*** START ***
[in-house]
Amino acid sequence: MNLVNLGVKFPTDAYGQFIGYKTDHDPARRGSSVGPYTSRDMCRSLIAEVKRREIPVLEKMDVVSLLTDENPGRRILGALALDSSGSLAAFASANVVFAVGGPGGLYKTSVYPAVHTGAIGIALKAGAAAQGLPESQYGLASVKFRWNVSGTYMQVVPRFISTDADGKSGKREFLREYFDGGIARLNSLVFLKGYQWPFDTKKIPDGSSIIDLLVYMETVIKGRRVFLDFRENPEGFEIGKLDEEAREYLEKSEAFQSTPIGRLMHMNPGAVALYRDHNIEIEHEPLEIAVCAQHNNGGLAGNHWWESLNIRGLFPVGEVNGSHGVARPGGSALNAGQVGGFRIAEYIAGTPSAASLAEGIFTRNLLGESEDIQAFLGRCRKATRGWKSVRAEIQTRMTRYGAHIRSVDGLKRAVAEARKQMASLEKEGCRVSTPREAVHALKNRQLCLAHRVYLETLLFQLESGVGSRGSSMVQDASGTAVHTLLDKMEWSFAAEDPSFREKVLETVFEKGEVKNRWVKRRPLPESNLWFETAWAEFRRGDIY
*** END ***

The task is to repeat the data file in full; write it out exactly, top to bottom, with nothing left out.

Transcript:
[in-house]
Amino acid sequence: MNLVNLGVKFPTDAYGQFIGYKTDHDPARRGSSVGPYTSRDMCRSLIAEVKRREIPVLEKMDVVSLLTDENPGRRILGALALDSSGSLAAFASANVVFAVGGPGGLYKTSVYPAVHTGAIGIALKAGAAAQGLPESQYGLASVKFRWNVSGTYMQVVPRFISTDADGKSGKREFLREYFDGGIARLNSLVFLKGYQWPFDTKKIPDGSSIIDLLVYMETVIKGRRVFLDFRENPEGFEIGKLDEEAREYLEKSEAFQSTPIGRLMHMNPGAVALYRDHNIEIEHEPLEIAVCAQHNNGGLAGNHWWESLNIRGLFPVGEVNGSHGVARPGGSALNAGQVGGFRIAEYIAGTPSAASLAEGIFTRNLLGESEDIQAFLGRCRKATRGWKSVRAEIQTRMTRYGAHIRSVDGLKRAVAEARKQMASLEKEGCRVSTPREAVHALKNRQLCLAHRVYLETLLFQLESGVGSRGSSMVQDASGTAVHTLLDKMEWSFAAEDPSFREKVLETVFEKGEVKNRWVKRRPLPESNLWFETAWAEFRRGDIY